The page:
You win some, you lose some…
“For there is something about a national convention that makes it as fascinating as a revival or a hanging. It is vulgar. It is stupid. It is tedious; it is hard upon both the higher cerebral centers and the gluteus maximus, and yet it is somehow charming. One sits through long sessions wishing heartily that all the delegators and alternates were dead and in hell and then there comes a show so gaudy and hilarious, so melodramatic and obscene, so unimaginably exhilarating and preposterous that one lives a gorgeous year in an hour.”
These words, by The Sage of Baltimore, the Baltimore Sun’s immortal H.L. Mencken, were written about the 1924 Democratic presidential convention. Taking place in New York, in sweltering heat in July of that year, it went on for 16 days and took 103 ballots to produce a (losing) nominee.
The last time a party’s presidential nomination was decided on the convention floor was in 1976 here in Kansas City.
Ronald Reagan and incumbent Gerald Ford had battled it out in a series of inclusive primaries and state caucuses. Both sides arrived at Kemper Arena a few votes shy of the majority needed for a first ballot victory but each was convinced they would prevail.
I was a member of the Kansas delegation, elected at the Douglas County caucus, a selection that had to be ratified by the State Convention. I was also a delegate to the 1996 convention in San Diego, where Bob Dole was nominated.
I helped with the selection of novelist Mark Helprin, a friend of mine, as Dole’s speech writer. Dole’s acceptance speech was hailed as “majestic and soaring” by no less than the New York Times, not noted for fulsome praise of GOP campaigns. I remember watching the tracking poll numbers later that night and we actually caught up with Bill Clinton for a few brief, shining moments! (Unfortunately the rest of the campaign was down hill!)
I was also a delegate to the Republic Convention in Philadelphia in 2000, which had a happier ultimate result, i.e. the election of George W. Bush and Dick Cheney. (That year I spent a lot of time in the Philip Morris hospitality suite, a unique feature of Republican conventions!)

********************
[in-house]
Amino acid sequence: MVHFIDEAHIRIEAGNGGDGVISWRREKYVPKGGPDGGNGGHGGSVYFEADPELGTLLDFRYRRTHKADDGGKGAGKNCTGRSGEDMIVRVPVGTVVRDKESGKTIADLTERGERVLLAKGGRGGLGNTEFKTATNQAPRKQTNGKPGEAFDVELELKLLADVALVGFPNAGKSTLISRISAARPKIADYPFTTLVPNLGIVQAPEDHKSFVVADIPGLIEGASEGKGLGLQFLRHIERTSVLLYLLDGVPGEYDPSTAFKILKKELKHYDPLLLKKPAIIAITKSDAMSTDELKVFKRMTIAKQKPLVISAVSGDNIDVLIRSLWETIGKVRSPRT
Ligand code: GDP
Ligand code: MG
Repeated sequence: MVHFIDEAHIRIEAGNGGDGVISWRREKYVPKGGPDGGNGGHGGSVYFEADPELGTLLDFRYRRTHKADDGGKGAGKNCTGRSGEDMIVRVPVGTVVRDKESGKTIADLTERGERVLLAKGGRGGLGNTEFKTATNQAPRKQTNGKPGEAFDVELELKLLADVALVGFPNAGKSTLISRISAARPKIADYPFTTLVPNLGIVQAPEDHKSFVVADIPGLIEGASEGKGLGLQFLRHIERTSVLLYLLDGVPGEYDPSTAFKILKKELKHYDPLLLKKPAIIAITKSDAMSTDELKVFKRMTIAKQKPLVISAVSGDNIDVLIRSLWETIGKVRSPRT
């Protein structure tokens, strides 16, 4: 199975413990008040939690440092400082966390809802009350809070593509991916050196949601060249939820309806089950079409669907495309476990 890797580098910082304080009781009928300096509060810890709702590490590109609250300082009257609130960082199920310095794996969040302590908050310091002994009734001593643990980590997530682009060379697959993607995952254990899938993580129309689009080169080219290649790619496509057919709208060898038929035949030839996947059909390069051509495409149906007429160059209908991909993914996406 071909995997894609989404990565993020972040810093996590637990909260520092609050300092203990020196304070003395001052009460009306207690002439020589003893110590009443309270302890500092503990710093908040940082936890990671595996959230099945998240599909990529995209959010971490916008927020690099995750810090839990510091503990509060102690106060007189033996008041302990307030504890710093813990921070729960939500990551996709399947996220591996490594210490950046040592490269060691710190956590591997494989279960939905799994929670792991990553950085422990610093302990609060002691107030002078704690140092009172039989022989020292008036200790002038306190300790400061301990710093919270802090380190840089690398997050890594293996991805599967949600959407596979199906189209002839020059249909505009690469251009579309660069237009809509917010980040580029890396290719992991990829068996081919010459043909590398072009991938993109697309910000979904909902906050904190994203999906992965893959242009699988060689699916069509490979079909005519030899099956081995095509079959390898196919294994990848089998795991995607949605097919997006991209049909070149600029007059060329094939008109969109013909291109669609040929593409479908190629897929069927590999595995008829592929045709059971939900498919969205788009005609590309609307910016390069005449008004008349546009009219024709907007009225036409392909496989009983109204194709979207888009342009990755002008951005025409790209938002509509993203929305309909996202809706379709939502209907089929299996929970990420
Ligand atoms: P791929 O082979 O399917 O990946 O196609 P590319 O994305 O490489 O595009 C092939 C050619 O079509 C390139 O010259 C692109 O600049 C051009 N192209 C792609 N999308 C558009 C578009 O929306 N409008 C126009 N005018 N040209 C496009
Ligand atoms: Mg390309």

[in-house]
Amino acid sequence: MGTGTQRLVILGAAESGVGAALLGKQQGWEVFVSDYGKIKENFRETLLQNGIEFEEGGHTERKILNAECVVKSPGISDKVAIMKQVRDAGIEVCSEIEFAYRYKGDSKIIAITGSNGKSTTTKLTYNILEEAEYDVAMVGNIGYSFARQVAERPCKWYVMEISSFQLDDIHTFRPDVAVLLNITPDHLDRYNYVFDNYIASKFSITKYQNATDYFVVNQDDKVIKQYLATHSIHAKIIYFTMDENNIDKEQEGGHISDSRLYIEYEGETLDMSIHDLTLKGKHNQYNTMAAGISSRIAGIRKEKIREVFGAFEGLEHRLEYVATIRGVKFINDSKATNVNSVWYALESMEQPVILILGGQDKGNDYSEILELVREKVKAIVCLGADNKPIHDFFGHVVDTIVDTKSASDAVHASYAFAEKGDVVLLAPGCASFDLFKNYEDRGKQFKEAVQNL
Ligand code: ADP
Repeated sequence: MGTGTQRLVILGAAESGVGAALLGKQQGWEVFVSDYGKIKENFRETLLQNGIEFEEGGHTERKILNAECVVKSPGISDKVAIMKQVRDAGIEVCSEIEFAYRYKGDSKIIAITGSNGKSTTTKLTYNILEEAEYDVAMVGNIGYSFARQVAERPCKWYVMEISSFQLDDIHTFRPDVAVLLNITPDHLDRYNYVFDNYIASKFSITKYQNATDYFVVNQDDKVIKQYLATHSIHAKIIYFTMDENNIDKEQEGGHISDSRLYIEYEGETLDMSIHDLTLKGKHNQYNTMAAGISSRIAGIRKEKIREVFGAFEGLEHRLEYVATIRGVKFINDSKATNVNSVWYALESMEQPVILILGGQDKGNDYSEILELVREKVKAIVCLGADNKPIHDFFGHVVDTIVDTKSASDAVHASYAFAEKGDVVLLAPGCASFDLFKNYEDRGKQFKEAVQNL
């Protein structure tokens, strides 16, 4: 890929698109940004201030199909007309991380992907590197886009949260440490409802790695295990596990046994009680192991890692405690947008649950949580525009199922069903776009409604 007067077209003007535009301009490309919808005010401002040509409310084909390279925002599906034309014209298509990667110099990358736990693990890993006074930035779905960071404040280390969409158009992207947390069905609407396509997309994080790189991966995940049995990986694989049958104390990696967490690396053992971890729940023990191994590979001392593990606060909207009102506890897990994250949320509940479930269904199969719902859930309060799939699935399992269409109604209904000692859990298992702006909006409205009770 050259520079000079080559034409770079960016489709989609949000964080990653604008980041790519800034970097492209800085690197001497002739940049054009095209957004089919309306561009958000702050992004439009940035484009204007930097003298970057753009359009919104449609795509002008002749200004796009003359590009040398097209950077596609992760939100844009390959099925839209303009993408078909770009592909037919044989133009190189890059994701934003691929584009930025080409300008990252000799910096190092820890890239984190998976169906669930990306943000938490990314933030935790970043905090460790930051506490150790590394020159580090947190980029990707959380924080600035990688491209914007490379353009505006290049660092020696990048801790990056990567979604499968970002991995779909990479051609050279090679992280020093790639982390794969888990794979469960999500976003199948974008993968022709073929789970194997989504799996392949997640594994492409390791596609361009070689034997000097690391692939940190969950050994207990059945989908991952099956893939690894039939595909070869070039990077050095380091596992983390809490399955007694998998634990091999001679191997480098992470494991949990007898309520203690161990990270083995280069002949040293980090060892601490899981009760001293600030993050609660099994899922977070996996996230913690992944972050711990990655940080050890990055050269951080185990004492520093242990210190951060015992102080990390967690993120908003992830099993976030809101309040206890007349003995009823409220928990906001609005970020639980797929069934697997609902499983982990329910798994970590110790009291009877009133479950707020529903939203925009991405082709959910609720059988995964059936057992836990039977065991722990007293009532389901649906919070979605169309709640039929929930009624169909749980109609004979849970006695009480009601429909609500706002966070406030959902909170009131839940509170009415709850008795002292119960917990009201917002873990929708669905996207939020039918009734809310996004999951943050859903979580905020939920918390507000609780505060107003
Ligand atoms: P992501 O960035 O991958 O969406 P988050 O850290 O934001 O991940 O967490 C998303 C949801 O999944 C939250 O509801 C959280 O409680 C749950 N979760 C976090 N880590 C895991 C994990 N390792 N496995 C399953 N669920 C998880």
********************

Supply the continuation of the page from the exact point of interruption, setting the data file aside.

As a grizzled veteran of three national political conventions, let me make a few observations. Generally, the conventions themselves have declined in importance. This is reflected by how their length has been cut back. It used to be that delegates came in to a convention city on a Sunday and left the following Sunday.
Now the conventions have been cut to three or four days, with a lot of pressure to cut them back to two days. The reason is that the primary schedules are front-loaded, i.e. the Iowa caucuses, and the New Hampshire and Florida primaries have been moved up earlier and earlier. It’s rare for the nomination in either party to only be resolved in June’s Super Tuesday of big state primaries, as it was until the 1980’s, let alone to have to go to the July or August conventions.
The network television coverage, which was always “gavel-to-gavel,” when I was growing up, has been cut back accordingly. (The other factor is the decline in importance of national party platforms. No one gets excited anymore about what “plank” is or is not included.)
The main function of the two major parties national convention now is to; 1) broadcast the presidential nominee’s acceptance speech, 2) serve as a vehicle for the airing of propaganda films promoting the world view of that particular party. (The 1992 Clinton biopic, “The Man from Hope”,was the masterpiece of this genre.) That and pump up the sales tax revenues of the host city.
Leawood mayor Peggy Dunn shook the tambourine as head honcho of the committee to raise the $50 million it would take to bring the GOP to town. KC Mayor Sly James belted out the KC Jazz favorites (which he is uniquely qualified to do as the only former Husch, Blackwell partner who can look and sound like Muddy Waters)
Hey, it was fun while it lasted!